The mystery started back in 2008 when a Turkish night guard named Yalcin Yalman began videotaping bright, crescent-shaped objects that regularly appeared and hovered over the Marmara Sea near the resort village of Kumburgaz.
His pastime earned him fame as a UFO spotter, and his videos quickly went viral due to their authenticity confirmed by numerous experts and witnesses who saw the same objects at the time of filming.
The gear Yalman used wasn’t top-notch at all as the original videos he made were quite shaky. The quality and definition of the unstabilized tapes dropped significantly when zoomed in or out, which led some skeptics to suggest the UFO was actually a US stealth drone or other aircraft.
There were several attempts to stabilize the Kumburgaz videos, with the last one surfacing online just this week. Uploaded by a YouTube channel called Unidentified Aerial Phenomena, the footage stabilized in Adobe Premiere video editing tool tries to solve the mystery of the greenish dots in the middle of the lit-up crescent.
The clip was also hailed by netizens for its outstanding quality and high definition, with many users, of course, noticing striking resemblance between the magnified dots and the perceived look of aliens.
All in all, the edited Kumburgaz images add to a growing throve of “unexplained aerial phenomena” caught on camera. Earlier, the US military confirmed authenticity of three widely-circulated videos appearing to show encounters between Navy aircraft and UFOs.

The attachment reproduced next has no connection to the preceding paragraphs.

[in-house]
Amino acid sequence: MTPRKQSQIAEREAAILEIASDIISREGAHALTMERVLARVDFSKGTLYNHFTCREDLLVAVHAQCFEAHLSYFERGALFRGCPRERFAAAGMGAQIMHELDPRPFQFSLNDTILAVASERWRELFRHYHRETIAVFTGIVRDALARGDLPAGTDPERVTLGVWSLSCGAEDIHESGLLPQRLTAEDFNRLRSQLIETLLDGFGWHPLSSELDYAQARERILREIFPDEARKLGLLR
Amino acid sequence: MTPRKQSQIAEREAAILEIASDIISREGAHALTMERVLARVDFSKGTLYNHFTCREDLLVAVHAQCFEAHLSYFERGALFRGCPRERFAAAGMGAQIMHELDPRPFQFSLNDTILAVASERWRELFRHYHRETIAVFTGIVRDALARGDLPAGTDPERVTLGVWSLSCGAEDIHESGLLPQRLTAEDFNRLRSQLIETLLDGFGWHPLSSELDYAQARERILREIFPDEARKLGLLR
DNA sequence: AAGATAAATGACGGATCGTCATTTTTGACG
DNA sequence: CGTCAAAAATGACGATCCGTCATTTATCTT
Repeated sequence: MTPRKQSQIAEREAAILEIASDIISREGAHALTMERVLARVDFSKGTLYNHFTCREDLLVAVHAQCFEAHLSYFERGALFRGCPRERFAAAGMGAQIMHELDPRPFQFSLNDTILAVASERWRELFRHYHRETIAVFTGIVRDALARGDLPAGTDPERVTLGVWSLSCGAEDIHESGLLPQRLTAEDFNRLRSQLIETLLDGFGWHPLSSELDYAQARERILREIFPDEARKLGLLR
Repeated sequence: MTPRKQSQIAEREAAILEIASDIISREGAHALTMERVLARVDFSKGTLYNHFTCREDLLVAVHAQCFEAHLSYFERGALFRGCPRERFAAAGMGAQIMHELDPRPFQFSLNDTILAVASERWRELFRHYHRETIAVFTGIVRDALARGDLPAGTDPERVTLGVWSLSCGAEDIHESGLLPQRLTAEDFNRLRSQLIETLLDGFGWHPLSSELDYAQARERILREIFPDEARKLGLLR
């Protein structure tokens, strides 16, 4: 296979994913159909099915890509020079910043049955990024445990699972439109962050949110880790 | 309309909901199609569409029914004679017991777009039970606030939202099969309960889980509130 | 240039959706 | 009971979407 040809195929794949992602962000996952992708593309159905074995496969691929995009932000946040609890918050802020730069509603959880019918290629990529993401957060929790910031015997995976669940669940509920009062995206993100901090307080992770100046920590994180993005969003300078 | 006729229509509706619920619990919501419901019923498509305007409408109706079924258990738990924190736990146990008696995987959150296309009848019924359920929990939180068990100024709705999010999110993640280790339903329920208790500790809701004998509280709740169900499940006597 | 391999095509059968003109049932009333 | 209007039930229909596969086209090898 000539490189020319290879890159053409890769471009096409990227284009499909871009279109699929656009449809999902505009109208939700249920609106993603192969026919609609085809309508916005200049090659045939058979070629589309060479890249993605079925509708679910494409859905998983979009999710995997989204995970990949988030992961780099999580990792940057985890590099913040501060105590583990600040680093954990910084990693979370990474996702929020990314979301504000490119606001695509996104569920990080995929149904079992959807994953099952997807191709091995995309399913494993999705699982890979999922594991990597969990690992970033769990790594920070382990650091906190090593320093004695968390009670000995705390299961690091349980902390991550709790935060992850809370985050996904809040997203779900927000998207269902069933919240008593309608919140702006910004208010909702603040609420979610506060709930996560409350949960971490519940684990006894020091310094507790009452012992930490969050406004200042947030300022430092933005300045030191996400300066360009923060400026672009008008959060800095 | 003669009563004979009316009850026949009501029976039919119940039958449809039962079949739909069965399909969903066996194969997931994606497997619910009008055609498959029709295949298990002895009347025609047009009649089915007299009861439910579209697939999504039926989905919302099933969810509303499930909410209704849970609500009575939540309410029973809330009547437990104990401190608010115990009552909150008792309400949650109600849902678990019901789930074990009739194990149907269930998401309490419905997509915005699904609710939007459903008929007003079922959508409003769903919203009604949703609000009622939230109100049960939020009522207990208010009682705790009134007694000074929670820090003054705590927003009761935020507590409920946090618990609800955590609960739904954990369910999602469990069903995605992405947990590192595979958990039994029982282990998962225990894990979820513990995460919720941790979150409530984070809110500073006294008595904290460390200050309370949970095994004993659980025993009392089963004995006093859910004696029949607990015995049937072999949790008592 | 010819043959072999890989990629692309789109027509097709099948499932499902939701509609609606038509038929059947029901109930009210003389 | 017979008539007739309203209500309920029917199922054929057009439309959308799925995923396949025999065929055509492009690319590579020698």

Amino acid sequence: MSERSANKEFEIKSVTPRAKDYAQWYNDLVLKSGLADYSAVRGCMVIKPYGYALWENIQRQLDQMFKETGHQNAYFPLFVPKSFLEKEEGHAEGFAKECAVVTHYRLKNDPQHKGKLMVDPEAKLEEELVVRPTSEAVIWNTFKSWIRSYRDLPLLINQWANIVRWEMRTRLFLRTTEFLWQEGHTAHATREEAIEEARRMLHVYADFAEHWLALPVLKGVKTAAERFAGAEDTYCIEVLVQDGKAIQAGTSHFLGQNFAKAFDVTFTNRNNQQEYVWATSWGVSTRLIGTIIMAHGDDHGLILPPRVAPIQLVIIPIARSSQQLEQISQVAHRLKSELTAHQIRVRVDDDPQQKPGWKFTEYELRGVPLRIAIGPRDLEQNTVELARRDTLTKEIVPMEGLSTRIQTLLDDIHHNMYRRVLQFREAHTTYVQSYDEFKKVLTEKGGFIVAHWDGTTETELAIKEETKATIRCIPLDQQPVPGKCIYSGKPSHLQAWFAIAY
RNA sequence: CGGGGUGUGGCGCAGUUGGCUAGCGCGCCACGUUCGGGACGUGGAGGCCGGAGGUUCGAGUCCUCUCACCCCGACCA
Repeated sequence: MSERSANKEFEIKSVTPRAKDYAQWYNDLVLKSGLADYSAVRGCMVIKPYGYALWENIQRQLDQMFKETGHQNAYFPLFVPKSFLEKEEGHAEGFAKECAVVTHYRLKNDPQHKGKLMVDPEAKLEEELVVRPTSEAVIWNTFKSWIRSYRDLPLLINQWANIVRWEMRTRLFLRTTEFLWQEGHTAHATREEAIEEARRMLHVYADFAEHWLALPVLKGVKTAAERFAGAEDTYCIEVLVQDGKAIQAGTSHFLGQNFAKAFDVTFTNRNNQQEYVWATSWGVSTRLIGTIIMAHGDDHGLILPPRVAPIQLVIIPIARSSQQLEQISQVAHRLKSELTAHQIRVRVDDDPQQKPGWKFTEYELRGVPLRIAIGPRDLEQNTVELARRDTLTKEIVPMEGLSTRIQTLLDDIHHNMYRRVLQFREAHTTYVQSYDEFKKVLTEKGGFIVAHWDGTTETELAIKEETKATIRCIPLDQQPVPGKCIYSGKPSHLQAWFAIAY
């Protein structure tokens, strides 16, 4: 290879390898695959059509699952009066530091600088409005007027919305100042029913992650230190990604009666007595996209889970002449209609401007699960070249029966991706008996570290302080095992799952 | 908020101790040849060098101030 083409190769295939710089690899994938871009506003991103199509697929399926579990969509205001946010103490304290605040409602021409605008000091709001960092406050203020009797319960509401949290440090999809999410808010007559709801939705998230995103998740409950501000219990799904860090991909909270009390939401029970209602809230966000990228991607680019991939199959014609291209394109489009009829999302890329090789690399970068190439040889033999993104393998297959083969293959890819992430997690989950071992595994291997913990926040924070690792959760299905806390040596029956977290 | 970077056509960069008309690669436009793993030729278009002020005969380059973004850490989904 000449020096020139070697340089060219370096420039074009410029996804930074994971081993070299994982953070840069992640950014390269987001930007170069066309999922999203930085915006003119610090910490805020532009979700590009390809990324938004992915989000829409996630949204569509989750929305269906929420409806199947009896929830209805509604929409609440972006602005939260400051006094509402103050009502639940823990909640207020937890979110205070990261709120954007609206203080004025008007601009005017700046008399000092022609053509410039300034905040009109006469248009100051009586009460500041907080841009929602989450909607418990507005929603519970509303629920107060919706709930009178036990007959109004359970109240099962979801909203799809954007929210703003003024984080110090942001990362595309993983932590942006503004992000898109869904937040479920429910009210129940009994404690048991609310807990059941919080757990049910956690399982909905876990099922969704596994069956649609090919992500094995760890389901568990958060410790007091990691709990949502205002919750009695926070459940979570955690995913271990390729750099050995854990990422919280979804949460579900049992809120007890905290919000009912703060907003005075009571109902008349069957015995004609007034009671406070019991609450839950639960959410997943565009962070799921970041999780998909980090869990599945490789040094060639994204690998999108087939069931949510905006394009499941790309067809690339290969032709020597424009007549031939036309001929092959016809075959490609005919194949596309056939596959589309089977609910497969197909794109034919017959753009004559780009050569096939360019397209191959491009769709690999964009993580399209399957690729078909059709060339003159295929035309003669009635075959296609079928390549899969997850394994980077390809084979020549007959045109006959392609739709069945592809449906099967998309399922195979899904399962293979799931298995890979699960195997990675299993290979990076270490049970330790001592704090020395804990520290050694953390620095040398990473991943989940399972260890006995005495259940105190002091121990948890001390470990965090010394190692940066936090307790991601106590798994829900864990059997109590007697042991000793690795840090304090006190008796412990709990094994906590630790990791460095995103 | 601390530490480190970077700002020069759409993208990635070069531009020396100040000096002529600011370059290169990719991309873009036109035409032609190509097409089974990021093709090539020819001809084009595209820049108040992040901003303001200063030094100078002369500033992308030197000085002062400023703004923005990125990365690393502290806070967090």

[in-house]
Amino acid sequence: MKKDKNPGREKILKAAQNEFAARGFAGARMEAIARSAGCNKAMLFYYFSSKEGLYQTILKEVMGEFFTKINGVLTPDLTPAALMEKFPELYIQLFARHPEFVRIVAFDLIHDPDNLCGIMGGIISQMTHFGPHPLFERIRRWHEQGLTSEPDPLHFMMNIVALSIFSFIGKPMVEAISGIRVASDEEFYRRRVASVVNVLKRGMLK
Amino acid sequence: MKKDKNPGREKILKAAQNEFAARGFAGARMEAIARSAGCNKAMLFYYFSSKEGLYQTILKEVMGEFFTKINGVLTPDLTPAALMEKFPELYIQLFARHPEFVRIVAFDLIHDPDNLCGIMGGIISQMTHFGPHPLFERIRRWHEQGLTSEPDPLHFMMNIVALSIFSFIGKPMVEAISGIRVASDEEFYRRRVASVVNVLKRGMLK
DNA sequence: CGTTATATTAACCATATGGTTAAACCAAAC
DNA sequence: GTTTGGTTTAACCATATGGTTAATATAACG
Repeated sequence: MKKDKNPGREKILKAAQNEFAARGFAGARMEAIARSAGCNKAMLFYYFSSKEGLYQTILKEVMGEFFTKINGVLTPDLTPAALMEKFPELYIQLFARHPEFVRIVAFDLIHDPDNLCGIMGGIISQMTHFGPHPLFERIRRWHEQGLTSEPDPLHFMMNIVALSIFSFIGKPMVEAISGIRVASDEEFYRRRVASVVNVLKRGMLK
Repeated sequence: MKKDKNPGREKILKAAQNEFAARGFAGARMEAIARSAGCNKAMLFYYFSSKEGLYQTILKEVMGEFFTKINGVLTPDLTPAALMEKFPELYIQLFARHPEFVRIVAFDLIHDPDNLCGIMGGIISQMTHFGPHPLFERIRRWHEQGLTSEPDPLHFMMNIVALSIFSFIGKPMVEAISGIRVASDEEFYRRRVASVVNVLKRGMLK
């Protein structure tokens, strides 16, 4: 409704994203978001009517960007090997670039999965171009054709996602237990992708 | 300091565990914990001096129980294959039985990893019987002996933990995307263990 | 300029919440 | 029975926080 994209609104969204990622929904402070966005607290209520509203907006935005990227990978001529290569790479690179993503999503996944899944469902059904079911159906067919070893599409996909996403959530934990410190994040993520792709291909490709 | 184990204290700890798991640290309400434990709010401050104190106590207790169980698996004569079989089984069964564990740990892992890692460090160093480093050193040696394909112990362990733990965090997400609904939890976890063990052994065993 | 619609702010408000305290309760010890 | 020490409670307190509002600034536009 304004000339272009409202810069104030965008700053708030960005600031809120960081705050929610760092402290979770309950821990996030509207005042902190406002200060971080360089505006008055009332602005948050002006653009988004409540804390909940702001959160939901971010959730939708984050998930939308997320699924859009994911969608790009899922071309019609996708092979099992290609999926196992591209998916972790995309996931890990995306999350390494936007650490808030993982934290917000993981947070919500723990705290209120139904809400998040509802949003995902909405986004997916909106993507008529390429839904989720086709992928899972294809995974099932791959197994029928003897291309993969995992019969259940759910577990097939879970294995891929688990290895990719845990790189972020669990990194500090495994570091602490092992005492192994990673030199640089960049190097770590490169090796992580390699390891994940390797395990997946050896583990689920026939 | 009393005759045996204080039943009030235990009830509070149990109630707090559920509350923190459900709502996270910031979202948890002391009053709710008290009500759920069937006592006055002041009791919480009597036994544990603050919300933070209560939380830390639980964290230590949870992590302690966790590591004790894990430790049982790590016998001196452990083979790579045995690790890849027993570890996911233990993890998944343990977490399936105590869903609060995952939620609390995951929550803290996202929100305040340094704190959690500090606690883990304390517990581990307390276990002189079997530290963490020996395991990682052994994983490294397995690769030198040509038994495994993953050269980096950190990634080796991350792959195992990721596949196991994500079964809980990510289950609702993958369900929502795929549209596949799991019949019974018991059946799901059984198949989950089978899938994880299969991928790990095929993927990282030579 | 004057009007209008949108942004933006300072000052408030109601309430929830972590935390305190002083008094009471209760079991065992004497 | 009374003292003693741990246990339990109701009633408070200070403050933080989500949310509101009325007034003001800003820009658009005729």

The news came into the spotlight given never-ending rumors about the US military keeping its eye on, or coming in contact with, UFOs visiting Earth.
Just back in October, the army made headlines by announcing a partnership with a group called To The Stars Academy of Arts and Science (TTSA). Owned by former Blink-182 guitarist Tom DeLonge, it claims to be in possession of a range of mysterious metal alloys that are allegedly beyond current engineering technology.
Now documents, relating to the Cooperative Research and Development Agreement (CRADA), released by the War Zone website, say the military wants to “assess, test, and characterize” the materials at government facilities to compare them with known commodities.
(SOURCE: RUSSIA TODAY)
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